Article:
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originally posted by: TiedDestructor
originally posted by: Grimpachi
a reply to: Aleister
I had this conversation with my cousin who lives up by DC last night we both came to the same conclusion as the article did.
We recognize that this Congress is as unlikely to take action on marijuana as it has been on other big issues. But it is long past time to repeal this version of Prohibition.
Maybe if Congress were to partake a little of said marijuana they'd get a little creative and get s# done.
I have to agree wholeheartedly!!!! LMAO
Yes big pharma will be hurt, but some people with chemical imbalances that has tried everything big pharma has to offer,
and had noting but ill side affects, lost jobs, friends........you get the point.
I know some people who are just meaner than #, defensive, and just down right nasty......they partake, and it is like
Jeckyl and Hyde. some people, it might have the reverse affect on, what I mean, if said person partakes, they do not
just sit on the couch and veg out, it actually motivates them.
But we all know that wouldn't happen.
They couldn't decide on who to pass it to next.
Times a changin' though; and for that I'm thrilled.
originally posted by: Krazysh0t
Interesting... William Randolph Hearst used the leading New York newspaper of the time (The New York Journal) to spread his anti-marijuana propaganda. It's kind of ironic that the same city is now calling for the exact opposite.
The status quo, according to advocates and even the president, has resulted in the disproportionate arrests of minorities and the poor.
"The social costs of the marijuana laws are vast," the editorial said. "There were 658,000 arrests for marijuana possession in 2012, according to FBI figures, compared with 256,000 for coc aine, heroin and their derivatives. Even worse, the result is racist, falling disproportionately on young black men, ruining their lives and creating new generations of career criminals."
These are not new arguments. But this time they come from the New York Times, not High Times.
Support for marijuana legalization has grown so rapidly within the last decade, and especially within the last two years, that some advocates and pollsters have compared it with the sudden collapse of opposition to same-sex marriage as a culture-redefining event.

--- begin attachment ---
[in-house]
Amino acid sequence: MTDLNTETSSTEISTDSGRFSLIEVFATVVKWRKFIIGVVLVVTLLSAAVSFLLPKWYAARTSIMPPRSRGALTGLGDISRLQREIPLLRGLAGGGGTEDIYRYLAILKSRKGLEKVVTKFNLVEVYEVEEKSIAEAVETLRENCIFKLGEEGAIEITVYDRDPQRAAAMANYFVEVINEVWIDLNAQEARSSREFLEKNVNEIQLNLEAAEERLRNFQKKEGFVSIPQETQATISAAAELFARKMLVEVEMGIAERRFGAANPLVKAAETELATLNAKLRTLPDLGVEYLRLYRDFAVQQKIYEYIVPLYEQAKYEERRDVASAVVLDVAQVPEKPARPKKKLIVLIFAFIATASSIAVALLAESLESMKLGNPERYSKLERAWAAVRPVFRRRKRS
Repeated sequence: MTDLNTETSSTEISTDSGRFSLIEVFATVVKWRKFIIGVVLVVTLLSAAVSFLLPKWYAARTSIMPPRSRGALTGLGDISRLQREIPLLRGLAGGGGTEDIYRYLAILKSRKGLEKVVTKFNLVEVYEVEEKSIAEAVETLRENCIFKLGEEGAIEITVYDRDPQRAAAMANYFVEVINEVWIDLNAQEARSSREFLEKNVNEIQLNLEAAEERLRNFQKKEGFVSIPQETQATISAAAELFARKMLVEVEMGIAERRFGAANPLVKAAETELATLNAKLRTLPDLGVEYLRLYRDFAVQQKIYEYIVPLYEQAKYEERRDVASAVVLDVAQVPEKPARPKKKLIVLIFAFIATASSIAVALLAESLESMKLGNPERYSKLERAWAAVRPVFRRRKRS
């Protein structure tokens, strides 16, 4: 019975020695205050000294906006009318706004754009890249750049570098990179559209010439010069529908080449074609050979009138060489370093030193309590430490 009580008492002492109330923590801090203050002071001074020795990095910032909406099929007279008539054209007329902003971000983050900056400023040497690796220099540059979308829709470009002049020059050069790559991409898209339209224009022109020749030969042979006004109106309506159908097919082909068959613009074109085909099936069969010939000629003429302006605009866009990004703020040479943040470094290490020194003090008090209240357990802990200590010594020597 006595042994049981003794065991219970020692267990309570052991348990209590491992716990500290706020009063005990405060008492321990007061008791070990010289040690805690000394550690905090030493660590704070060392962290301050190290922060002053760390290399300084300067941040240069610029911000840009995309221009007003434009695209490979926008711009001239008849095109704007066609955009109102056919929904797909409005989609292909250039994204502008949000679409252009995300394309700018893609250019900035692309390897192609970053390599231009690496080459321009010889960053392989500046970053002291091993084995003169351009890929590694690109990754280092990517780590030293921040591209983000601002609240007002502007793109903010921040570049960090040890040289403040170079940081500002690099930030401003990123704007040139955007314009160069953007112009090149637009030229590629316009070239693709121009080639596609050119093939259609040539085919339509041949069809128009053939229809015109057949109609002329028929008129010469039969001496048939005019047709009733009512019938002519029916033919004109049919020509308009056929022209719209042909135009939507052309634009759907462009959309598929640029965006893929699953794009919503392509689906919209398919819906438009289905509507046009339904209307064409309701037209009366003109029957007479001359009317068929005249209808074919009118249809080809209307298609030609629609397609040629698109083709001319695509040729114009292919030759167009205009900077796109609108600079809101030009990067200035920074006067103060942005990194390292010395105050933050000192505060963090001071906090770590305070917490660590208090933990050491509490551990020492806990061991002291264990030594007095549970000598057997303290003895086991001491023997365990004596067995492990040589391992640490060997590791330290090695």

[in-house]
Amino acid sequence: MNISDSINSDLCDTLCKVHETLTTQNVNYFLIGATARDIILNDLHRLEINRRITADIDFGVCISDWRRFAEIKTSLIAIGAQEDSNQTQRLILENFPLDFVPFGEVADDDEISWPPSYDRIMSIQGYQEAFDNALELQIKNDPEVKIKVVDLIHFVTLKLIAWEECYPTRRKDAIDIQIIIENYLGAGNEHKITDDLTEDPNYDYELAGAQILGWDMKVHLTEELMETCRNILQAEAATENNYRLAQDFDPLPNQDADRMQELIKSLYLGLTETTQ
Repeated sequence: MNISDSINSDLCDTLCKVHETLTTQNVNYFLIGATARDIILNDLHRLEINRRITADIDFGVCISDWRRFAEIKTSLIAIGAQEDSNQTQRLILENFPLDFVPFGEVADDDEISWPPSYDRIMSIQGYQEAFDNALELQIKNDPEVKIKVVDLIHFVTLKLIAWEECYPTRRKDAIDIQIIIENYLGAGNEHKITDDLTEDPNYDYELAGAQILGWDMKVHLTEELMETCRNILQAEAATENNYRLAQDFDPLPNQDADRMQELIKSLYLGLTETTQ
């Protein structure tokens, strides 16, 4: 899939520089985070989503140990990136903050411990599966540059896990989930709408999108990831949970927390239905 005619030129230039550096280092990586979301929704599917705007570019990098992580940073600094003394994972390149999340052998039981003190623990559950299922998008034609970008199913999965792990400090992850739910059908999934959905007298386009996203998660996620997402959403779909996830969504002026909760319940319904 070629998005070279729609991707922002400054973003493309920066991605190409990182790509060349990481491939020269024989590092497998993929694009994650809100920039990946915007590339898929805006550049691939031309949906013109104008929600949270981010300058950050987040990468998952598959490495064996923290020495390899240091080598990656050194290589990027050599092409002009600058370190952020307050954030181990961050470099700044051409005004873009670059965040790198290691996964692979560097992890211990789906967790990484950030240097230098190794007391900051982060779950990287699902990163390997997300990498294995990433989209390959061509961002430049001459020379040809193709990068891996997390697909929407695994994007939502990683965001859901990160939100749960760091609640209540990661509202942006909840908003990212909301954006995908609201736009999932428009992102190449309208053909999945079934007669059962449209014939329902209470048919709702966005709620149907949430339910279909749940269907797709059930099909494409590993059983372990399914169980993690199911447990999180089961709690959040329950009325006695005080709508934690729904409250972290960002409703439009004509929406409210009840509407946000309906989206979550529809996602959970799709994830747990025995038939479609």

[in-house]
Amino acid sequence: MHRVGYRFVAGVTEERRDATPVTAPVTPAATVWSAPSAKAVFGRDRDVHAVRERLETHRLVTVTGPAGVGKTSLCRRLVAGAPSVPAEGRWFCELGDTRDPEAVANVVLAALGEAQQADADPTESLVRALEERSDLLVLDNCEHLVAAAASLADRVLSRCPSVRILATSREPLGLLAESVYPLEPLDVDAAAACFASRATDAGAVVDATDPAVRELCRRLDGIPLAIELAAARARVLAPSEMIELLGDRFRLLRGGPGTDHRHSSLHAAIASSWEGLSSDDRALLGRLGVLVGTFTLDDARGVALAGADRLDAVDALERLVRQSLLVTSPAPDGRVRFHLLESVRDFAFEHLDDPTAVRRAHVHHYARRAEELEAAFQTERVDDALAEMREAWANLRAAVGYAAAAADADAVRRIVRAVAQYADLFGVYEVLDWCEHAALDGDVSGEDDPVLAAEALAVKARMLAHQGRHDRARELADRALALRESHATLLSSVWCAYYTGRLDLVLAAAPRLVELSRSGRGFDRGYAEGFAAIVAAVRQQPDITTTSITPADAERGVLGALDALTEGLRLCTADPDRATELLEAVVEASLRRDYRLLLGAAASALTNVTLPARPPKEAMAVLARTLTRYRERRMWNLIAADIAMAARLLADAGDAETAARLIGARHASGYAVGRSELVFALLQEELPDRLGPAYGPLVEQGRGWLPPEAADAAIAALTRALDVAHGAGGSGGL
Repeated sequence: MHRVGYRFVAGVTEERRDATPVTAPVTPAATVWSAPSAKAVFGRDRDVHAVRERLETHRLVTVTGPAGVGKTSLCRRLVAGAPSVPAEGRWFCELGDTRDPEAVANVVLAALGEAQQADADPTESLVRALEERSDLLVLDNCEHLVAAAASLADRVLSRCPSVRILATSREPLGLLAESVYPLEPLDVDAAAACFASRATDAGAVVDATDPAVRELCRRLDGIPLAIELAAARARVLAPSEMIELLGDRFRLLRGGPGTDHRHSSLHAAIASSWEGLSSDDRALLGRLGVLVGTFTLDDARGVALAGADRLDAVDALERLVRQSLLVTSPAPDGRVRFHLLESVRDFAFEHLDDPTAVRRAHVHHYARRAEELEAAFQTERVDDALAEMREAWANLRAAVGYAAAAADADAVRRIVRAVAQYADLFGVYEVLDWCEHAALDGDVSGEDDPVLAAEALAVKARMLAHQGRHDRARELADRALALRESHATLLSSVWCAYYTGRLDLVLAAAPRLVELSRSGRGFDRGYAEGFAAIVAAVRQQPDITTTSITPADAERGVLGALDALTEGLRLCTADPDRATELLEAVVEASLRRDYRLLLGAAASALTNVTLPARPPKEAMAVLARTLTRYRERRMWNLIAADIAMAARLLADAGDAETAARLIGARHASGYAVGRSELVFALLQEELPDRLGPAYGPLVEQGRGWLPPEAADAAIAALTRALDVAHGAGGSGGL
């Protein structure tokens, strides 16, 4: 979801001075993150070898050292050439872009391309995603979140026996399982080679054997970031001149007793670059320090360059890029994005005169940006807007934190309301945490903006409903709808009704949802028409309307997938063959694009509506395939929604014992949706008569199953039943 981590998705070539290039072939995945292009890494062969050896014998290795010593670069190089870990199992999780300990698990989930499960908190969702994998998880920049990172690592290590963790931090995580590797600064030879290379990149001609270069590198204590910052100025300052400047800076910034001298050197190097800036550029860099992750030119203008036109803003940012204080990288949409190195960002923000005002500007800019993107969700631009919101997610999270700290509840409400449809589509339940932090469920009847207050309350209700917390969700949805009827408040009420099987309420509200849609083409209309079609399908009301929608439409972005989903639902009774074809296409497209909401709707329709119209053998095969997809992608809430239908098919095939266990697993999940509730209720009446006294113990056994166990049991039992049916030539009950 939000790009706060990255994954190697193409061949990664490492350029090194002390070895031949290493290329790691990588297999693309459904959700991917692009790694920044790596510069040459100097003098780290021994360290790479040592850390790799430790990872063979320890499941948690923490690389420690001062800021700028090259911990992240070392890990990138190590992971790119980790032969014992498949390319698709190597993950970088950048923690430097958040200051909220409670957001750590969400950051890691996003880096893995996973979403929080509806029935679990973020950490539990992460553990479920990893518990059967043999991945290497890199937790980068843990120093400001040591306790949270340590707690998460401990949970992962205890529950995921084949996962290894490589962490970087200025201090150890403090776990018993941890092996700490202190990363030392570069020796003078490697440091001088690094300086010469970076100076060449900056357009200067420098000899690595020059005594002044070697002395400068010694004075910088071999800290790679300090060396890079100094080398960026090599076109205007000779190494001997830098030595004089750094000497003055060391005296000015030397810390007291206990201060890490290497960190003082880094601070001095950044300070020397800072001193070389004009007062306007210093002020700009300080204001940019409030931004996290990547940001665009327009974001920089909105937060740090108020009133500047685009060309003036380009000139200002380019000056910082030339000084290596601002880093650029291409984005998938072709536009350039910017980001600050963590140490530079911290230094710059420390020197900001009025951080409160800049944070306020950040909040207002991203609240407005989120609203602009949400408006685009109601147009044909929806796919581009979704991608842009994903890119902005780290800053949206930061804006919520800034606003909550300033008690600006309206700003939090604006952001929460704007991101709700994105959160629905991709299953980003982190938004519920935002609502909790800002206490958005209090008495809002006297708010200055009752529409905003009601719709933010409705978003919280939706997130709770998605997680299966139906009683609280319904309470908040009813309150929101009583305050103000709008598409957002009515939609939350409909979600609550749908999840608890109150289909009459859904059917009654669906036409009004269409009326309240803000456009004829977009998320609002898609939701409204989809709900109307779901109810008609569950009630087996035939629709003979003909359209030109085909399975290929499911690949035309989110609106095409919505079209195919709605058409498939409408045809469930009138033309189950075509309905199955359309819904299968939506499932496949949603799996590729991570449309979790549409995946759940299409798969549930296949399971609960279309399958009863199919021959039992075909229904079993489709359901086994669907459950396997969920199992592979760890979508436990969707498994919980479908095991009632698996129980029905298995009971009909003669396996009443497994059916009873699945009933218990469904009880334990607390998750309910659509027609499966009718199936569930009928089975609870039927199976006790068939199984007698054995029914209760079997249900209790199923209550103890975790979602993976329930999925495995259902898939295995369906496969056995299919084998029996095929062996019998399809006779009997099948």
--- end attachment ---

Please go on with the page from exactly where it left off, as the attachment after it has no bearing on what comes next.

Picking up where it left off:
originally posted by: one4all
The momentum is just beginning, and it is about time.
It is no longer politiclly incorrect to support legality.
Mexico is literally reeling economiclly already and word has it the Cartels are looking for new markets North of the Border in canada where the legalisation issue had lagged and is being ignored,this would be a tradgedy after the Americans snuffed the Cartels cash flow in the US, hoefully we can see a North American agreement that completely disables the Cartels,as it looks now Canadas Prime Minister Harper must supprt the mexican Cartels and their way of making money off of Illegal drug sales because he is not keeping Canada in line with the times and in doing so he is making the Canadian People vulnerable to the criminal impacts that America just put a stop to.Harper is selling out his own Country and setting the table for the provision of an alternative market for mexican drugs.
I do not want to see the muders and damage that has now been stopped in the US come North of the Border and it looks like Harper is trying to set this dynamic into play for some odd reason.
originally posted by: jrod
a reply to: Pimpintology
Some will argue the system makes too much. I am familiar with a court room for the wrong reasons and while I have never been busted for illegal drugs I know what happens in Florida when someone is busted for simple possession. It is a huge money maker for the court system and legal industry. Yet another reason in my opinion prohibition has lasted so long.